One night, settlers entered the house and moved in, before gradually furnishing it following a long court process that ended with a ruling in favour of the settlers.

Umm Nasser’s daughter-in-law, Nafitha, told MEE that Batn al-Hawa was “safe” before the arrival of the settlers.

“There was love and cooperation among the residents, but since the settlers came, our lives have been turned upside down,” said Nafitha, who grew up in the neighbourhood, married her cousin there and had six children with him.

Nafitha said that she and her husband Nasser left Silwan due to the living conditions and moved to Beit Hanina, another neighbourhood in Jerusalem farther away from the Old City.

“There, the [Israeli] occupation demolished our house, twice, under the pretext of building without a permit,” she said. The family then lived for four years in the Kufr Aqab neighbourhood in Jerusalem, a town separated from the city by the Israeli separation wall, before eventually moving back to Silwan.

Nafitha and her husband had no choice but to restore their home, but when they began the process, Israeli guards, present in the area as protection for settlers, took photos of the reconstruction. Settlers then filed a lawsuit against them in court, claiming that their house is built on Jewish land and that Nafitha’s family does not have the rights to do as they wish with the house.

Nafitha and her husband are now facing several court cases to evict them from their home.

Sitting at the entrance of his house, Nasser’s eyes wandered along its walls, and said he does not care about the eviction and is adamant that the repairs be completed despite objections by the settlers.

When asked about living among settlers, Nasser said: “It is like a life between fire and fuel, constantly burning, and there is no way you can reach the stage of coexistence.”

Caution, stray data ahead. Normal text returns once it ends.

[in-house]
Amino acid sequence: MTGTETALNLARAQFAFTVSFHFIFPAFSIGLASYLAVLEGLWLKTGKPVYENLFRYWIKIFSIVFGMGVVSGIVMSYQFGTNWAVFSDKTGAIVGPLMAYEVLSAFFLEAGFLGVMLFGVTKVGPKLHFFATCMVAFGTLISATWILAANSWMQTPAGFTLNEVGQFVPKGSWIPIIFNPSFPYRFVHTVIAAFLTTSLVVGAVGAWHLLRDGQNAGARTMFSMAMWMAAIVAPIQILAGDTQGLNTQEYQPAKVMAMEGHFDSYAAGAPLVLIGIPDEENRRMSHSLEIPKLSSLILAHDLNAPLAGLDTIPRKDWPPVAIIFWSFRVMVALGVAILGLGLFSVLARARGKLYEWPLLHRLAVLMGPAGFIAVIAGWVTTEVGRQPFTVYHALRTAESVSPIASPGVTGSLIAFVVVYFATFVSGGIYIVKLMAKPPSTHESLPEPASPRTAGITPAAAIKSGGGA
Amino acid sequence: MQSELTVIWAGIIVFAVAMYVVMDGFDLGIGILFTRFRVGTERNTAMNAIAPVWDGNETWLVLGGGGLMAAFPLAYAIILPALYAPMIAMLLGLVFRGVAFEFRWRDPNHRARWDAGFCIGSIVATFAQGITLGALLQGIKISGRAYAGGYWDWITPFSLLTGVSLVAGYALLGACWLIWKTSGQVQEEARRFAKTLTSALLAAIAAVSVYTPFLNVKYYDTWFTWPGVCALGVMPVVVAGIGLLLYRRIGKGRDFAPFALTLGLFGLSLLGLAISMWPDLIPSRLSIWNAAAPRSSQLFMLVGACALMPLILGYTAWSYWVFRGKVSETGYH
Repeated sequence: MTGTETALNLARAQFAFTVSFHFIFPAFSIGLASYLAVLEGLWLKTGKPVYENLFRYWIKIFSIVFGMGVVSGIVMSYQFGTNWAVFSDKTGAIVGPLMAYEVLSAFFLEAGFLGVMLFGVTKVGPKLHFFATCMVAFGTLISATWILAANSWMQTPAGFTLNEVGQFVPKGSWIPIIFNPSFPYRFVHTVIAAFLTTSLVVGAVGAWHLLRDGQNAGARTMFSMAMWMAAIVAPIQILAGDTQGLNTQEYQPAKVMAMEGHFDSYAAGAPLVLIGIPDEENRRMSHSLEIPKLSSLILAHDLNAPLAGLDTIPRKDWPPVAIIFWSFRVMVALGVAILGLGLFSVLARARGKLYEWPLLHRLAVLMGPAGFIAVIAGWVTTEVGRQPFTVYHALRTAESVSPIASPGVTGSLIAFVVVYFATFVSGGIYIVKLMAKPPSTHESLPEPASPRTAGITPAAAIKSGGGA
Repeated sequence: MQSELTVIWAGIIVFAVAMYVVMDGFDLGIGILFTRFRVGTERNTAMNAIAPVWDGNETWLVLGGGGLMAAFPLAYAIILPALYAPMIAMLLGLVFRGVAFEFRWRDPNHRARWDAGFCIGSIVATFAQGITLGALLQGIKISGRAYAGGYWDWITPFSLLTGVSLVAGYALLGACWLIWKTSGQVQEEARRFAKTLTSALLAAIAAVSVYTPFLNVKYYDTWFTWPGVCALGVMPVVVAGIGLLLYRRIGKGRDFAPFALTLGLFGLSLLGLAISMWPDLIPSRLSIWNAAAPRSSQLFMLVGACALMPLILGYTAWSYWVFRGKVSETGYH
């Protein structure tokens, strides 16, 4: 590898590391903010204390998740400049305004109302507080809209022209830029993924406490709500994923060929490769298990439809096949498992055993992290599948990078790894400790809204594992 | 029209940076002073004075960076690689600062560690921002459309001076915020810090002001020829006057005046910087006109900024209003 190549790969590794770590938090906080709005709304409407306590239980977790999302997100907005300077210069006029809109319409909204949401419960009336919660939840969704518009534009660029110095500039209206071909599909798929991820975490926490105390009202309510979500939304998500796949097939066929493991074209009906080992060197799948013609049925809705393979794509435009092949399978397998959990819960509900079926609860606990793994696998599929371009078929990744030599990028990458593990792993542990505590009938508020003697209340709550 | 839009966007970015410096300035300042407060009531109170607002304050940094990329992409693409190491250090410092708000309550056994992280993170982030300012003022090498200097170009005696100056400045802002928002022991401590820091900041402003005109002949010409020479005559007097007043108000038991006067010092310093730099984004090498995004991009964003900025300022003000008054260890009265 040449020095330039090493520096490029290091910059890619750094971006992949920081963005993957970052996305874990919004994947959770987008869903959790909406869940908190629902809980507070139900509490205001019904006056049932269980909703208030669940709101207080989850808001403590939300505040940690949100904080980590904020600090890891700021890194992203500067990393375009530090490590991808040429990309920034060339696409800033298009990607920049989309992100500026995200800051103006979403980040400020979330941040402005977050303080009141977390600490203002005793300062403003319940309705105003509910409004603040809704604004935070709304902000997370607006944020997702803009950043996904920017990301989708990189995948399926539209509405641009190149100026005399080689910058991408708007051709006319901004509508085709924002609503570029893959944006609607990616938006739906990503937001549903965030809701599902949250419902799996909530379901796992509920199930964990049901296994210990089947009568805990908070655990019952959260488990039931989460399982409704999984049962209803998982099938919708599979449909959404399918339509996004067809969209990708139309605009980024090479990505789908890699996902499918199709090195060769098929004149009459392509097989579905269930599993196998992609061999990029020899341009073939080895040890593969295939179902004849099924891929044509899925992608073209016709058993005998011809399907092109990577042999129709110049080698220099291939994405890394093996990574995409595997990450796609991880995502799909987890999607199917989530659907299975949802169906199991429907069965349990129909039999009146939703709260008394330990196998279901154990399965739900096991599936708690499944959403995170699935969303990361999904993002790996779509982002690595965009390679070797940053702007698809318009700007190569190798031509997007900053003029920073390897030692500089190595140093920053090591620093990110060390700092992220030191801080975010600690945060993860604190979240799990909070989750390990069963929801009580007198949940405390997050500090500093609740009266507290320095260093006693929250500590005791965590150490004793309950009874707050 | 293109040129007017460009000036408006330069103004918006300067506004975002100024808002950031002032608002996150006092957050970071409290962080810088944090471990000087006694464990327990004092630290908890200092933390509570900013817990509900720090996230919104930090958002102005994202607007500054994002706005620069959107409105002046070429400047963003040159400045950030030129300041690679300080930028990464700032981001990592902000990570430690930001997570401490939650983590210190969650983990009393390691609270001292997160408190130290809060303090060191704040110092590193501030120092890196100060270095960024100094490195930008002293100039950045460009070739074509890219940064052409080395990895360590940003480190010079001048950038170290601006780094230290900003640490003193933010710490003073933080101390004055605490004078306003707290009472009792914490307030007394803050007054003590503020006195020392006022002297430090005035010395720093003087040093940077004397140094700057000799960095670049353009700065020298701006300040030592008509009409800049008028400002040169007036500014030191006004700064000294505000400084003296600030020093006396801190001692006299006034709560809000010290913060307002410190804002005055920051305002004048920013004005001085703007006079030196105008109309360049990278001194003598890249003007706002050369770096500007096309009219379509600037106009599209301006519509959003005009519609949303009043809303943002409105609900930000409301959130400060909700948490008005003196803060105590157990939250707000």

“They came to live among us because they have state-backed procedures aimed at pressuring us psychologically and economically to leave, and we, in return, have a goal to remain here even if this costs us our lives.”

Settler laws

Zuhair Rajabi, the head of the local committee, is in charge of following up with a team of lawyers on a large case load in the Jerusalem Magistrate and District courts. Submitting appeals and monitoring the status of the cases is very expensive.

According to Rajabi, the Palestinian families have petitioned the courts by providing proof of ownership, including documents proving they bought the lands from the Yemeni Jews in 1935.

‘It is like a life between fire and fuel, constantly burning, and there is no way you can reach the stage of coexistence’
– Nasser Rajabi 

“The Yemeni Jews left Batn al-Hawa before the arrival of the [Israeli] occupation,” he continued.  “Now they are fighting us, claiming that we built our homes on Yemeni Jewish lands, and they are demanding that we evacuate them.”

Khalil Tufakji, director of the Maps Department at the Arab Studies Association, explained to MEE that Israel is using several laws to seize the homes of Palestinian residents in Silwan.

In this case, Tufakji said, Israel operates pursuant to a law that stipulates that all real estate owned by Jews in the city (both east and west) before 1948 must be returned to the original Jewish owners or their heirs.

Tafakji stressed the importance of asking ideological questions in dealing with this law: why does Israel forbid Palestinians from retrieving the property it seized from them in 1948?

He said the reason settler groups, backed by the government, target Silwan and have infiltrated it, is due to the town’s proximity to the Old City and its religious and historic importance, which has given Israel’s process of seizing homes in this area an ideological aspect.